Fifth Sunday of Easter


For it says in Scripture:Behold, I am laying a stone in Zion,
a cornerstone, chosen and precious,
and whoever believes in it shall not be put to shame.


Saint Peter quotes Isaiah 28:16, Psalm 118:22, and Isaiah 8:14 in this marvelous passage about Jesus, the rock of our faith. He has returned the favor to the Lord who named him Peter, meaning rock. With these three passages, he describes Jesus as a cornerstone, a stone rejected and a stumbling stone.

Cornerstone: Saint John's Gospel insistently and persistently points us toward Jesus: the way, the truth and the life. There is no direction, purpose or life without him; there is, as we heard two weeks ago, only futility:
conduct yourselves with reverence during the time of your sojourning,realizing that you were ransomed from your futile conduct,handed on by your ancestors,
A stone rejected: The authors of the New Testament were continually astonished that "he came unto his own and his own did not receive him." They saw in this rejection the opening to the gentiles. The Gospel could not be frustrated; it could not depend upon the acceptance of any race or nationality; but it must go out to all the earth. There would be no waiting or delay while certain authorities or a specific group embraced the Truth. They recalled Jesus' parables of the wedding banquet when the invited refused to come but the unwashed and despised rushed to fill their places.

A stumbling stone: Until the End of Time the crucifixion of Jesus will remain as a bitter pill to swallow. Not only is it disgraceful that the Son of God should die in ignominious shame; it's even more appalling that we should "take up our crosses and follow" in his way of humility. In this world people struggle first to make ends meet and then to get ahead. Jesus tells them, "Come to me all you who labor and find life wearisome; I will give you rest, for my yoke is easy and my burden is light."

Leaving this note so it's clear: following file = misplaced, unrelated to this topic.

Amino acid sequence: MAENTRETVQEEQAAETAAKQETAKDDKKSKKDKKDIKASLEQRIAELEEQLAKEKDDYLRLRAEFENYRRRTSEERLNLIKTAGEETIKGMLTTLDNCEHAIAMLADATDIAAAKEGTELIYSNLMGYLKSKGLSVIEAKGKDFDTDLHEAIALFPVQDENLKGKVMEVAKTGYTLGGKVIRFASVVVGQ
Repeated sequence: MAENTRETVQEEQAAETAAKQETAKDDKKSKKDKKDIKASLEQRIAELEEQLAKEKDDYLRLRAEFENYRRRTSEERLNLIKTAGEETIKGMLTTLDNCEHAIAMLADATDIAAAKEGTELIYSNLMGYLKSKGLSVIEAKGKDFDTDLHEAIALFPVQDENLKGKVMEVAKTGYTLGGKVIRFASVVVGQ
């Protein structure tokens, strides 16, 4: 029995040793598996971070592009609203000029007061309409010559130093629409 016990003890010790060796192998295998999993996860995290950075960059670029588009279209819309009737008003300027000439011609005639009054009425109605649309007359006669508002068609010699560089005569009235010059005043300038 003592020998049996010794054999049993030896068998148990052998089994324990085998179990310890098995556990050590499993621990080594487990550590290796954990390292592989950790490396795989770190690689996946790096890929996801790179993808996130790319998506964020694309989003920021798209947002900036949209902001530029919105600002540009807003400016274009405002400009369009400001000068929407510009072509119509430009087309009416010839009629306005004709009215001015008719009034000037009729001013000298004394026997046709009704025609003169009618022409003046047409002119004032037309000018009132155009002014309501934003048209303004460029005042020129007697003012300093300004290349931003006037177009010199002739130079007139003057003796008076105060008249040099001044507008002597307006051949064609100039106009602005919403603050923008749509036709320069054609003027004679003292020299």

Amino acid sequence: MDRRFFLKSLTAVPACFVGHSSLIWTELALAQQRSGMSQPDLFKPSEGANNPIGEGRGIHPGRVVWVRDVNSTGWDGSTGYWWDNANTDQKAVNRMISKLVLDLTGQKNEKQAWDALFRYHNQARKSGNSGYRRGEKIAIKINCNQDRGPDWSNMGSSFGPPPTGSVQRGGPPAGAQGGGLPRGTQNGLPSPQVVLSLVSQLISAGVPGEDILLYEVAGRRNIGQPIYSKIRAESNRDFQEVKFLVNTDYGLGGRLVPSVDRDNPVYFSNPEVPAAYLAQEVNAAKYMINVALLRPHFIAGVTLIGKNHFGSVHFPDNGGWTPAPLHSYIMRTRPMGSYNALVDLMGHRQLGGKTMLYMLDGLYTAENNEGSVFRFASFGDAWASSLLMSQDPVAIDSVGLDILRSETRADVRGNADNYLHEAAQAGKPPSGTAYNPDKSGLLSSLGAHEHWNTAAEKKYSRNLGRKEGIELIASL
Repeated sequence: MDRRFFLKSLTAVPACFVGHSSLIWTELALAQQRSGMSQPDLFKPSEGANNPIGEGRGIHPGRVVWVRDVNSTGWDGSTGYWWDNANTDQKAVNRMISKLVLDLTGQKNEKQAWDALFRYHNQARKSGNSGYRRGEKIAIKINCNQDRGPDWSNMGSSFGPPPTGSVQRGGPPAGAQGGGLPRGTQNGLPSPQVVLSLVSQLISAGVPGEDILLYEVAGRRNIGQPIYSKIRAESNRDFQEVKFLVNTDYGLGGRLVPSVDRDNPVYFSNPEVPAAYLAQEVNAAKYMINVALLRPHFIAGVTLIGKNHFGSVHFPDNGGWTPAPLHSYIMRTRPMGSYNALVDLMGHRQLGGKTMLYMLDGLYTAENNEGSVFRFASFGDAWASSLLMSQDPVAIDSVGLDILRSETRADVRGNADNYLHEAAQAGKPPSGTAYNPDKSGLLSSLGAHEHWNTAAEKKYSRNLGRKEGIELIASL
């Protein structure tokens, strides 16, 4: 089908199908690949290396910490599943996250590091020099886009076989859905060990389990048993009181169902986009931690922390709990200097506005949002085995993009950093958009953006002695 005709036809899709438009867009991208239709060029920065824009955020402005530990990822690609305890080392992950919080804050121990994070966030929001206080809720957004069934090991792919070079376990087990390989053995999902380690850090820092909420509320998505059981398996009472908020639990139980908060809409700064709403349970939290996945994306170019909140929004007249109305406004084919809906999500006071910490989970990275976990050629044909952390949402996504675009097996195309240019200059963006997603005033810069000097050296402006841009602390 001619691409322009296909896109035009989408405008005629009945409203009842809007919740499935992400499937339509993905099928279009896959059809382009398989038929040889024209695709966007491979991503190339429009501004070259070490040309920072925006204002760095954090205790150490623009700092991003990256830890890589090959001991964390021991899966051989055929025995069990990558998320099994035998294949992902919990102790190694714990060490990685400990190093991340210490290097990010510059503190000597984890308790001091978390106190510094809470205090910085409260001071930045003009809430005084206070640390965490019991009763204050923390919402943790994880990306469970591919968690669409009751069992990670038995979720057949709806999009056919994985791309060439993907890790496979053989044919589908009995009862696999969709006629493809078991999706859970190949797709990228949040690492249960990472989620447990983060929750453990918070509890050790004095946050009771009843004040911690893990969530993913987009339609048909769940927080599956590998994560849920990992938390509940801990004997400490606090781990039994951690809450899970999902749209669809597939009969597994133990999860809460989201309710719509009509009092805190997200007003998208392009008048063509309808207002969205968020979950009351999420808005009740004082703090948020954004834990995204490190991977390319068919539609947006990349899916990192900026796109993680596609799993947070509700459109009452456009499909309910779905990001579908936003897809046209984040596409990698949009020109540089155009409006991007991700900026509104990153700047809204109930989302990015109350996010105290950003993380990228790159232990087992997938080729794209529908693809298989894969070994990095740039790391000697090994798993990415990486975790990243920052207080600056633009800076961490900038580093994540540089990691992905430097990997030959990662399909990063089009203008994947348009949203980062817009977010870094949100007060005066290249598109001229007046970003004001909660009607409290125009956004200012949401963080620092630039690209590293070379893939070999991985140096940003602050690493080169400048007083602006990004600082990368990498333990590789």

"How could his cross be light?" they demand. Only when we have actually surrendered our lives to him, and taken up our allotted crosses do we realize how much easier his way, truth and life are. And then we wonder why it took us so long to come around!

This stone is chosen and precious. It is a rock of ages cleft for me. It gleams like a precious gem, it sparkles like diamonds. We see in his brilliance the face of our Father.

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I love to write. This blog helps me to meditate on the Word of God, and I hope to make some contribution to our contemplations of God's Mighty Works.

Ordinarily, I write these reflections two or three weeks in advance of their publication. I do not intend to comment on current events.

I understand many people prefer gender-neutral references to "God." I don't disagree with them but find that language impersonal, unappealing and tasteless. When I refer to "God" I think of the One whom Jesus called "Abba" and "Father", and I would not attempt to improve on Jesus' language.

You're welcome to add a thought or raise a question.